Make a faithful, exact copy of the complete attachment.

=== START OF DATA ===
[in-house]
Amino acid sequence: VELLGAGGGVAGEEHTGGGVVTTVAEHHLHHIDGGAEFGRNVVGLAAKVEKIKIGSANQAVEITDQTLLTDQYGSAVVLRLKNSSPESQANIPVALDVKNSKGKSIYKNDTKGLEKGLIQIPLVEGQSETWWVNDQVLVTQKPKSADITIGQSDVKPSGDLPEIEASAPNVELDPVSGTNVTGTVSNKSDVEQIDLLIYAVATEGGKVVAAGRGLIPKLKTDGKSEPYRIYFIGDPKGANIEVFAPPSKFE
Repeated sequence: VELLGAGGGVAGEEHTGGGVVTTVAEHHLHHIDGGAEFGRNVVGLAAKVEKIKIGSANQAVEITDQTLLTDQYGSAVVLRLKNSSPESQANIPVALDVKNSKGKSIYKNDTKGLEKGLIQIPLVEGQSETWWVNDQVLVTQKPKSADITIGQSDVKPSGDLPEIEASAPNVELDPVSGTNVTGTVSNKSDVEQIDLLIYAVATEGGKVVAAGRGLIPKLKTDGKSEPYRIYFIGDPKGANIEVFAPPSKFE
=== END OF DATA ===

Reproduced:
[in-house]
Amino acid sequence: VELLGAGGGVAGEEHTGGGVVTTVAEHHLHHIDGGAEFGRNVVGLAAKVEKIKIGSANQAVEITDQTLLTDQYGSAVVLRLKNSSPESQANIPVALDVKNSKGKSIYKNDTKGLEKGLIQIPLVEGQSETWWVNDQVLVTQKPKSADITIGQSDVKPSGDLPEIEASAPNVELDPVSGTNVTGTVSNKSDVEQIDLLIYAVATEGGKVVAAGRGLIPKLKTDGKSEPYRIYFIGDPKGANIEVFAPPSKFE
Repeated sequence: VELLGAGGGVAGEEHTGGGVVTTVAEHHLHHIDGGAEFGRNVVGLAAKVEKIKIGSANQAVEITDQTLLTDQYGSAVVLRLKNSSPESQANIPVALDVKNSKGKSIYKNDTKGLEKGLIQIPLVEGQSETWWVNDQVLVTQKPKSADITIGQSDVKPSGDLPEIEASAPNVELDPVSGTNVTGTVSNKSDVEQIDLLIYAVATEGGKVVAAGRGLIPKLKTDGKSEPYRIYFIGDPKGANIEVFAPPSKFE